Leo Sayer sang his heart out. So did Dr Nick Coatsworth. Big Mal brought a fridge. Cake and plant stalls sold out. And more than $300,000 was raised for the Canberra Hospital Foundation. The inaugural Can Give Day was a smashing success and a tribute to the generosity of Canberrans in what has been a seriously tough year.
Thoughts of COVID-19, bushfires, hailstorms, shutdowns and lockdowns were put to one side, finally, as Canberrans and health workers came together to raise more than $300,000 and counting.
The money raised will be used to fund projects to help the 500,000 public patients who use Canberra's hospitals and health services each year.
Some teams raised money for specific purposes including Cathie O'Neill, executive director, Cancer and Ambulatory Support,for Canberra Health Services, who shaved and bleached her hair after raising more than $16,000 towards a Wellbeing Centre within the Canberra Region Cancer Centre.
It was a positive end to a hard year.
"I can't speak highly enough of my team," she said.
"Not only do I manage cancer services, I also manage the walk-in centres and the COVID testing centres. My team have just gone above and beyond. Whatever we can do to help the foundation help patients and make staff feel better about the job they're doing, is fantastic."
Can Give Day ambassador Leo Sayer, who now lives in the Southern Highland, upped the energy levels for the day as he gave a concert at the National Museum which was livestreamed to supporters. He praised the businesspeople who were in the room and promised to match the donations. Canberra Raiders legend Mal Meninga successfully bid $4000 for a special VW Kombi fridge donated by Peter Munday, dealer-principal of Lennock Volkswagen who also sponsored the livestreamed concert.
Richard and Deb Rolfe, the Tall Foundation, Capital Chemist, the Liangis family and Well&Wise matched the donations to $145,000.
"You see the best of Canberra here," Sayer said.
The ageless 72-year-old revved up the crowd to donate as he played hits including Thunder in My Heart and You Make Me Feel Like Dancing.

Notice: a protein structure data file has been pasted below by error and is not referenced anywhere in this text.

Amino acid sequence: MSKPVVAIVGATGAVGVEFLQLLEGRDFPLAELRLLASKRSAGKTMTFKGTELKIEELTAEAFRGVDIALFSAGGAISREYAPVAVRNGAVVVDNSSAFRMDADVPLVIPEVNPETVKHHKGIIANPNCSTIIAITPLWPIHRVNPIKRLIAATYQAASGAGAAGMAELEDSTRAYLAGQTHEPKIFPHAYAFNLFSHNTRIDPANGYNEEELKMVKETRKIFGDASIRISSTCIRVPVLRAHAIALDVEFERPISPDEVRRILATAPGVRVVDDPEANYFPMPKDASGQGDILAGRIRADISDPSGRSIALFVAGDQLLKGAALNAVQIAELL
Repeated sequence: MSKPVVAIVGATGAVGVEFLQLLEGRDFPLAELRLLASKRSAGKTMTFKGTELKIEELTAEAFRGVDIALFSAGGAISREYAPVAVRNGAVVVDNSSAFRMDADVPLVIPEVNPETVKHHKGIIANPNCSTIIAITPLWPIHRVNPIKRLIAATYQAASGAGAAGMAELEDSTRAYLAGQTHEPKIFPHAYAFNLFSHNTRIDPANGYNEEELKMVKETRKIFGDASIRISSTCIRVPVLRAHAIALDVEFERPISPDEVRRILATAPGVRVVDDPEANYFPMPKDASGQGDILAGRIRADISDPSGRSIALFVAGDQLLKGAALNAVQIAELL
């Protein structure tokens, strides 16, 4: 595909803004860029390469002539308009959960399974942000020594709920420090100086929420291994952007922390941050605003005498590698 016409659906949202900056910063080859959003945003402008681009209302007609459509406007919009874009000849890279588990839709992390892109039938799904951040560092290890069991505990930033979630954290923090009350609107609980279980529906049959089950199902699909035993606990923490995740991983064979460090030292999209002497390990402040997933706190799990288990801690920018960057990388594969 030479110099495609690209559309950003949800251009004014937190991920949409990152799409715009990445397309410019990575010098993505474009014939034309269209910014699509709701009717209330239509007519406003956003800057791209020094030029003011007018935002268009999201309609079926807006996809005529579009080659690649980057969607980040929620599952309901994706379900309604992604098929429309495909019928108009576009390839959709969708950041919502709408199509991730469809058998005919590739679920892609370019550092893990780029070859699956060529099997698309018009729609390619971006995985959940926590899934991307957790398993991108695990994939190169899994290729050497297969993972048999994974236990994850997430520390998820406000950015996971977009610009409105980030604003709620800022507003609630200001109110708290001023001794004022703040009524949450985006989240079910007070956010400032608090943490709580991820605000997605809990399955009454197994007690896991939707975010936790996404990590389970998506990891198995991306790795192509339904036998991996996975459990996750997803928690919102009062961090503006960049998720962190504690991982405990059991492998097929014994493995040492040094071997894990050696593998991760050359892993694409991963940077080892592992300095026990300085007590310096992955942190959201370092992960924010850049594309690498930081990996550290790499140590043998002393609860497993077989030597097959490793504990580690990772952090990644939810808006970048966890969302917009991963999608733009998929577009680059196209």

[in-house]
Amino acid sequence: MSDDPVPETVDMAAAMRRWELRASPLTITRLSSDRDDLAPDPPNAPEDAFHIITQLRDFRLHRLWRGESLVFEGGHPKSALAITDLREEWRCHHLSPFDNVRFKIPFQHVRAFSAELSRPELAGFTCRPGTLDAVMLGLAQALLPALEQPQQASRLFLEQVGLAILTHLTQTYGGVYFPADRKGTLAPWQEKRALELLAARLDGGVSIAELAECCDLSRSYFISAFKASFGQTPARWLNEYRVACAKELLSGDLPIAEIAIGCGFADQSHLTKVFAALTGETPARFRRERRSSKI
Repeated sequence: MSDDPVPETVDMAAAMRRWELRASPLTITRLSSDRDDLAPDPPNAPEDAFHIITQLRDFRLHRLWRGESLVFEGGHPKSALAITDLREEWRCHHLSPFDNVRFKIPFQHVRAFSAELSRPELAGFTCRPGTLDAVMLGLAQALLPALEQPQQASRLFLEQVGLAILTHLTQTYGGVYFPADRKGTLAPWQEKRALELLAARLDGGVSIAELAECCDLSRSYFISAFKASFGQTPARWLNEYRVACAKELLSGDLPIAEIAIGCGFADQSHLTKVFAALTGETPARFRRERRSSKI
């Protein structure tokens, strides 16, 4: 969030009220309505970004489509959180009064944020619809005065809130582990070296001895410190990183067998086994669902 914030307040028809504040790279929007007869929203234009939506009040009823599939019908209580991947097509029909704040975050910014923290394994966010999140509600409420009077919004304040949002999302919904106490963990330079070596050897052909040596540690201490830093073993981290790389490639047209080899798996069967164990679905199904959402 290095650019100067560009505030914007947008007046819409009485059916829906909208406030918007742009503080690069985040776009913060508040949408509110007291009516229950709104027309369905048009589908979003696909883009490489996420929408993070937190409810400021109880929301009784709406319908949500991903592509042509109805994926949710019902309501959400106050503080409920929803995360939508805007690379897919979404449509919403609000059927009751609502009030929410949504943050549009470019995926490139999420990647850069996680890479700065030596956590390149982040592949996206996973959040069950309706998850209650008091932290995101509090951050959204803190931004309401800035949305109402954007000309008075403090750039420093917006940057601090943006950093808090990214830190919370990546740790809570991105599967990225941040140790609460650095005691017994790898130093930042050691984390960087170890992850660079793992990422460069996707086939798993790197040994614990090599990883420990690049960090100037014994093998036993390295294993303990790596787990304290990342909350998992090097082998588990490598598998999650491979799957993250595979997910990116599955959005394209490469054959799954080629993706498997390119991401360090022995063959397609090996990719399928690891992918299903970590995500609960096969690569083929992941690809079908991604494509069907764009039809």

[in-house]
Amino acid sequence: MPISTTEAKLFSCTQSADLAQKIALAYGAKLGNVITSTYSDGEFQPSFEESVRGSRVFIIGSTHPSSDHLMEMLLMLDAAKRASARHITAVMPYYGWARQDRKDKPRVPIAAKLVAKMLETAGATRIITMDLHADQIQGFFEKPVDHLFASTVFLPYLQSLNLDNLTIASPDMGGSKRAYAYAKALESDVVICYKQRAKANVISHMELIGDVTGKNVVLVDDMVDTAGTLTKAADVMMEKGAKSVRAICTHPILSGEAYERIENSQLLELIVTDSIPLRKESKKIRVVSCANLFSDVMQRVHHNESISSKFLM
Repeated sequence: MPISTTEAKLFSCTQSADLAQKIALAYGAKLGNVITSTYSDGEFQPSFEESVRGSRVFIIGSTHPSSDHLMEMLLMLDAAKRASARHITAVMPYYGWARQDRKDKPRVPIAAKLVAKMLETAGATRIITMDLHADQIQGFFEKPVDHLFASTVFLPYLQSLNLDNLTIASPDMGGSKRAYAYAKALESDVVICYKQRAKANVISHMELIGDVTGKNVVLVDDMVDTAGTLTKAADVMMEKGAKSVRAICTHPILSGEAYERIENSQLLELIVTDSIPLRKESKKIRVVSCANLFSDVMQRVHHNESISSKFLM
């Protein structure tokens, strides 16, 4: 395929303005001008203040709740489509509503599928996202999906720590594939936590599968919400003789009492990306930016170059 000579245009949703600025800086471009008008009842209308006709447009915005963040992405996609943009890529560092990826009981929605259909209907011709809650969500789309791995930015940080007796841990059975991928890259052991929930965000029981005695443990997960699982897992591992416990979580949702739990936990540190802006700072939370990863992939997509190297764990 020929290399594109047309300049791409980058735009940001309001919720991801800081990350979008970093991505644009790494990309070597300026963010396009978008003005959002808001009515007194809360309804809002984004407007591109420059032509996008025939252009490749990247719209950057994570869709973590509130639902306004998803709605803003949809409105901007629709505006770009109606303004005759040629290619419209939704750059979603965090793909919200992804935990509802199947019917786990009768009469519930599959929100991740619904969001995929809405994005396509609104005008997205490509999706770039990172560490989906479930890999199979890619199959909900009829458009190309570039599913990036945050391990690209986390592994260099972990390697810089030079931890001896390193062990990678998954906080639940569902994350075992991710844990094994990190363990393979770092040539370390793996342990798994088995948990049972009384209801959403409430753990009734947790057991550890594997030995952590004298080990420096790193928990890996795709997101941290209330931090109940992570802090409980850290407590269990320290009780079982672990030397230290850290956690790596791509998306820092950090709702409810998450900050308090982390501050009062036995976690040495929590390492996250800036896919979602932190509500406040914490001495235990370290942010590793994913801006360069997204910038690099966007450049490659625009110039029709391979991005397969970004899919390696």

"This has been a fantastic initiative from nowhere," he said.
"This team has done an incredible job and it's been a thrill working with them. And to do it in these COVID times and manage to put it on, that was another challenge. And I think they rose to it really well."
Canberra Hospital Foundation chair Deb Rolfe praised Sayer for giving his all to the day, along with all the Canberra community
"Everyone has had a tough year but despite that, the donations came in, well and truly. It's just wonderful," she said.
"The Canberra community is so generous. Despite all the hardships this year, they've really made a difference."
The initial fundraising goal was $200,000 in 24 hours. That was reached about lunchtime on Thursday. That meant former deputy chief medical officer Dr Nick Coatsworth, now Canberra Health Services' executive director of medical services, had to don a Leo Sayer wig and sing You Make Me Feel Like Dancing at the main entrance to the Canberra Hospital. Which he happily did.
"I'm stoked," he said. "It's a beautiful day. The event's been so well run. Leo Sayer is amazing. It just makes me feel like wanting to be alive in the early '70s. I think he's got a lot of competition from me, probably more on the dancing, rather than singing front."
Other health staff did fundraising events from Bedpan Olympics to cake and plant stalls to bed-making competitions.
Canberra Hospital Foundation's CEO Helen Falla was thrilled.
"It's just beautiful," she said.
"I'm just delighted to see so many people on campus with great big smiles on their faces."